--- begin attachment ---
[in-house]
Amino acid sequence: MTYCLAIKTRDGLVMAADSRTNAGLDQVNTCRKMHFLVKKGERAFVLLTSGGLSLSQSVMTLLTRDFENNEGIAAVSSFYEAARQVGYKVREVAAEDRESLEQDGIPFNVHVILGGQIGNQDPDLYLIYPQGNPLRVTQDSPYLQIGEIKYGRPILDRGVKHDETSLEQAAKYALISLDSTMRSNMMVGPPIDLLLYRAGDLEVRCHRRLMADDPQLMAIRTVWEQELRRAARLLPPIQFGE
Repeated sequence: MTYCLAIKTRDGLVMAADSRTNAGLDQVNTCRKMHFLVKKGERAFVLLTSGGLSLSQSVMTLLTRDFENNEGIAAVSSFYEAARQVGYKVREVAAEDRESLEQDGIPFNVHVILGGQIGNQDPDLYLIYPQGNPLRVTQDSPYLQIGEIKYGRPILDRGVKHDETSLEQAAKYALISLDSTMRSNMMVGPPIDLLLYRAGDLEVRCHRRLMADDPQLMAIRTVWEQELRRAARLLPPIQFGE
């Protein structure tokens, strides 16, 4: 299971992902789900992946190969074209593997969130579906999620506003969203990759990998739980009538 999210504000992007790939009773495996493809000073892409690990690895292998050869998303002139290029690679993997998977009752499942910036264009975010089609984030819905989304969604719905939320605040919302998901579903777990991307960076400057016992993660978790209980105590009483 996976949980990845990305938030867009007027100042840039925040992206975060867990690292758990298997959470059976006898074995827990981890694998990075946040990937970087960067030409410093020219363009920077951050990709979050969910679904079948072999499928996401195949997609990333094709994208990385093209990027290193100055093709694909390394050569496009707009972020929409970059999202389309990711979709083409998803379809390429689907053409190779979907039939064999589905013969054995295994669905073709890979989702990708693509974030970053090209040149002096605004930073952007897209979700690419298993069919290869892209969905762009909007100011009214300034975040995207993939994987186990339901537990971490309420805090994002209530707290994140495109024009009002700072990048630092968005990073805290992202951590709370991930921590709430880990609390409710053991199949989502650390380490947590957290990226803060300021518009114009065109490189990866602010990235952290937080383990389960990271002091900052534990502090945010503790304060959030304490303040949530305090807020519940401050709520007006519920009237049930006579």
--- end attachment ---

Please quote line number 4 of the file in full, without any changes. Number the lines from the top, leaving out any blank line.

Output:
């Protein structure tokens, strides 16, 4: 299971992902789900992946190969074209593997969130579906999620506003969203990759990998739980009538 999210504000992007790939009773495996493809000073892409690990690895292998050869998303002139290029690679993997998977009752499942910036264009975010089609984030819905989304969604719905939320605040919302998901579903777990991307960076400057016992993660978790209980105590009483 996976949980990845990305938030867009007027100042840039925040992206975060867990690292758990298997959470059976006898074995827990981890694998990075946040990937970087960067030409410093020219363009920077951050990709979050969910679904079948072999499928996401195949997609990333094709994208990385093209990027290193100055093709694909390394050569496009707009972020929409970059999202389309990711979709083409998803379809390429689907053409190779979907039939064999589905013969054995295994669905073709890979989702990708693509974030970053090209040149002096605004930073952007897209979700690419298993069919290869892209969905762009909007100011009214300034975040995207993939994987186990339901537990971490309420805090994002209530707290994140495109024009009002700072990048630092968005990073805290992202951590709370991930921590709430880990609390409710053991199949989502650390380490947590957290990226803060300021518009114009065109490189990866602010990235952290937080383990389960990271002091900052534990502090945010503790304060959030304490303040949530305090807020519940401050709520007006519920009237049930006579």